and created a Special Action Office for Drug Abuse Prevention. While heroin and cocaine were correctly included in the list
of dangerous drugs, the government also listed the psychedelic drugs as well, even though no evidence existed to show that
they were dangerous to human health. Some scientists, including Psychologist Dr. Timothy Leary, believed LSD and mushrooms
were a possible solution to mental illness.
Ironically, Nixon was a heavy user of amphetamine during
his years as president. His sweaty face, black dilated pupils, and reported bouts of paranoia, especially during the Watergate
scandal that toppled his presidency, were well known to Americans. Yet it was Nixon, the Republican pawn of big business interests,
who brought down not only the Hippie earth movement, but the fashionable psychedelic drug culture.
That movement, and the “Beat Generation” that
preceded it, was the result of the work of Aleister Crowley, who some might portray as the world’s first hippie. Crowley
used mind expanding drugs, dressed down in casual clothes, and practiced unconditional love and taught respect for the environment.
The Hippie movement may have been the world’s last
chance to recognize the looming environmental dangers, choose a new spiritual path, and tear away from the enslaving religious
systems that have held society in chains for too long.
Crowley recognized the threat to the Mother Earth even in
his time. He wrote of the dying Earth, of the great mother scorched and dying, pleading for a child; another chance to replenish
life on her burned and smoldering surface. He had a vision of the future.
The American Hippie Movement occurred when we still had a
chance to save the planet. But that generation blew its chance. In spite of all the drugs consumed, it was all done for recreation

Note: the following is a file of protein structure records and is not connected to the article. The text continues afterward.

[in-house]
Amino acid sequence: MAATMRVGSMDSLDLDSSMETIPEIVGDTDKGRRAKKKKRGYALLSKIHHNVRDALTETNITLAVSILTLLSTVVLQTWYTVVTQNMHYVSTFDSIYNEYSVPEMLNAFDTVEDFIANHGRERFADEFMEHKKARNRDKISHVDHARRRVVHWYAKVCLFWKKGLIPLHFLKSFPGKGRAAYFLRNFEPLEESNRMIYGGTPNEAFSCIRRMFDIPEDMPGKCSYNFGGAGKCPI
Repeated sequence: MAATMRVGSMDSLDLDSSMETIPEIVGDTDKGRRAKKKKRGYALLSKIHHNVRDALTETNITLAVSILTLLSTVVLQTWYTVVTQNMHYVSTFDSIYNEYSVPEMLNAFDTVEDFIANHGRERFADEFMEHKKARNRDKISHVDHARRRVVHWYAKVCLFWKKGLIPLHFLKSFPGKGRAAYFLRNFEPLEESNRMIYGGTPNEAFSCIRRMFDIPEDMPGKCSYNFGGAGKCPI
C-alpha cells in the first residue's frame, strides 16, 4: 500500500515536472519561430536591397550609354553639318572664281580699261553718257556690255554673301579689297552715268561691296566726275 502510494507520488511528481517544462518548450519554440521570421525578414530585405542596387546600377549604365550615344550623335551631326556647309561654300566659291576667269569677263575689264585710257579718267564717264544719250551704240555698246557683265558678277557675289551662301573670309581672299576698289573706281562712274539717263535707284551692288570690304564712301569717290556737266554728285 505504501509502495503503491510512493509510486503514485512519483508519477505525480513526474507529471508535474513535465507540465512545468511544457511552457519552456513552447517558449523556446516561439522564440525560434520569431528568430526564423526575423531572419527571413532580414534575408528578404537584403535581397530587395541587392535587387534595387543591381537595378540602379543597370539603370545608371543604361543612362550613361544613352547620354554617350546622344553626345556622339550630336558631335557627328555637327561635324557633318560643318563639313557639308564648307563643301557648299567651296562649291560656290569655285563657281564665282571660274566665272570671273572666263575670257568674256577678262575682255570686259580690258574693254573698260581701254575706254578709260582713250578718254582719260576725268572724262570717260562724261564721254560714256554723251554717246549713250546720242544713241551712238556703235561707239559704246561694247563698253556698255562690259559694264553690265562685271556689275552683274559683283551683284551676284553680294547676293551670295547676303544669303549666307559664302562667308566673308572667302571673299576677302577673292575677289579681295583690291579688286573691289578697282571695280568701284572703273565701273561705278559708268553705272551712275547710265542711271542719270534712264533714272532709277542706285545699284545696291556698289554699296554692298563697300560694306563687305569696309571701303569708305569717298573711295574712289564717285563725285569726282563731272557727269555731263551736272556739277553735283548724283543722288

and high times. After Nixon declared the war on drugs, everything went underground, the hippie movement evolved into something
called the Rainbow Family which still gathers each year, usually in some secluded place.
The young people hugged trees and thrilled at the visions
of the living planet while the veil was temporarily lifted under the effects of the psychedelic drugs. That generation even
launched a movement for saving the environment. The movement was strong enough to bring about legislation designed to clean
up our toxic rivers, streams, ground and air. But after the Nixon caper, the Hippies went back into their shells. A remnant
that evolved into something called the Rainbow Family still exists, but the members are harassed by police whenever they meet.
The Republican administration under George W. Bush, also
the pawn of big business interests, skillfully dismantled much of the good work accomplished in the 1960s. President Barack
Obama and other world leaders, alarmed by the extreme weather changes, melting ice caps, poisoned seas and polluted land and
air, are now struggling to bring about controls on industrial waste, without much success.
Ironically the people who once were among the Hippies are
now running the country. They have become steeped in materialism. And they have forgotten what they saw, what they learned
and who they once were.
A Gallop poll only five years ago showed that most Americans
were not alarmed by the signs that the planet is warming and in trouble. Their attitude was that it won’t happen during
their lives, and it will be their children’s problem to solve. Now with extreme weather changes affecting nearly everyone’s
lives, attitudes are quickly changing. But is it too late?
The problem has now become so grave, even our best thinkers
and scientists may lack the mental capability of solving a problem that could have been easily resolved only 50 years ago.
All we needed to do was clean up the toxic waste, stop wasting resources and stop overpopulating.
Nixon once said it was fear that controlled the people. He
used fear to tear down a movement that might have saved our planet and lead us all into a new and higher spiritual plane.
The impact of Nixon’s crimes will affect us all for a very long time to come.